There has recently been a downward adjustment in the numbers of jobs created, as the NYT reports:
The nation added only 126,000 jobs in March, while the unemployment rate was unchanged at 5.5 percent. Those terrific numbers from January and February now look a bit less terrific, as revisions subtracted 69,000 positions from the previously reported job gains. In a silver lining to the soft numbers on job gains, average hourly earnings rose 0.3 percent, continuing the erratic, muddy picture that is emerging on whether American workers are starting to see meaningful wage gains.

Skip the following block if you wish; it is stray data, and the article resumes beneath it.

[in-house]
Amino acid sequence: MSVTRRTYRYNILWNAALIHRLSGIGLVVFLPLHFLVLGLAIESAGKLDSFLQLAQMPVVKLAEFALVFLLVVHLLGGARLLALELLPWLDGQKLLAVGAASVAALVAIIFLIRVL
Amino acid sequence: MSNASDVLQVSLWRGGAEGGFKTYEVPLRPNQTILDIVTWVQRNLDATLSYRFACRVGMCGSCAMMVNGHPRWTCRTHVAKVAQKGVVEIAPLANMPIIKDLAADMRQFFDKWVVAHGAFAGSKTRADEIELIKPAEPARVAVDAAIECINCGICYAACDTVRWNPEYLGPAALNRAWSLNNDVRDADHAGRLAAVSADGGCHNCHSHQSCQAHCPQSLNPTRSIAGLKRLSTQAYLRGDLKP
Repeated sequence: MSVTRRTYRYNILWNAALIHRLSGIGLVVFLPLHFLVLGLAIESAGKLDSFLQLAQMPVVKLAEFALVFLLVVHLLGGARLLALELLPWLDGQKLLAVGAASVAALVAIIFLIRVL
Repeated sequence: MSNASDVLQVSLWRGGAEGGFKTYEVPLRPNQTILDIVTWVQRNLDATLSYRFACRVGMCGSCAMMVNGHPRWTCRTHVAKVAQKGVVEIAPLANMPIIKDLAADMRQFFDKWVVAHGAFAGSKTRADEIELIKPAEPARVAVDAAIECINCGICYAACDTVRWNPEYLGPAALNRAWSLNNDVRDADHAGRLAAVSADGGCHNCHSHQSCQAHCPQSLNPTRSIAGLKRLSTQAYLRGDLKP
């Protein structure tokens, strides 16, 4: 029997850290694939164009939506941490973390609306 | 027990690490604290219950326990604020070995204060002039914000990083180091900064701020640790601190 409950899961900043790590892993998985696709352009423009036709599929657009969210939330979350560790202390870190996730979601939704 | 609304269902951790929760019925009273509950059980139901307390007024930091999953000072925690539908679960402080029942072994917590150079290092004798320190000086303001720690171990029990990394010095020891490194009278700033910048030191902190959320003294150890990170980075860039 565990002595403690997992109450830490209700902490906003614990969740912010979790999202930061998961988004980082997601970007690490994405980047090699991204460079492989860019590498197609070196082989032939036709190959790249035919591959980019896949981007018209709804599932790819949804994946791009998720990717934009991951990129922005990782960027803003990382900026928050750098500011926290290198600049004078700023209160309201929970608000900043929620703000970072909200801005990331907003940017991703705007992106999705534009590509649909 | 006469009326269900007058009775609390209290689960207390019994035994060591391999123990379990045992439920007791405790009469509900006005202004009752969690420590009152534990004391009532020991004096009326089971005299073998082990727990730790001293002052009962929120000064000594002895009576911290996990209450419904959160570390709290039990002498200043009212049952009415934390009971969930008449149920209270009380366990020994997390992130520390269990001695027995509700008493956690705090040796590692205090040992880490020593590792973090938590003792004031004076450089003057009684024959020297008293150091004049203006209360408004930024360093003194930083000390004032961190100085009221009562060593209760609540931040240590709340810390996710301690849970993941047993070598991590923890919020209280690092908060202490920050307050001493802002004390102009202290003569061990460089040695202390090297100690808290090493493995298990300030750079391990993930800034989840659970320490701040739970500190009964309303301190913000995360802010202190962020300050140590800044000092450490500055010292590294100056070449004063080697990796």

A better picture to use would be the labor force participation rate. It does not seem that the US economy is in a boom. Even though job creation wasn’t bad in the last quarters, the 63% participation rate is still very far from where it was since the late 1980s: somewhere between 66% and 67%. Policy makers would set too easy a goal if they would declare that the US economy is on its way to recovery.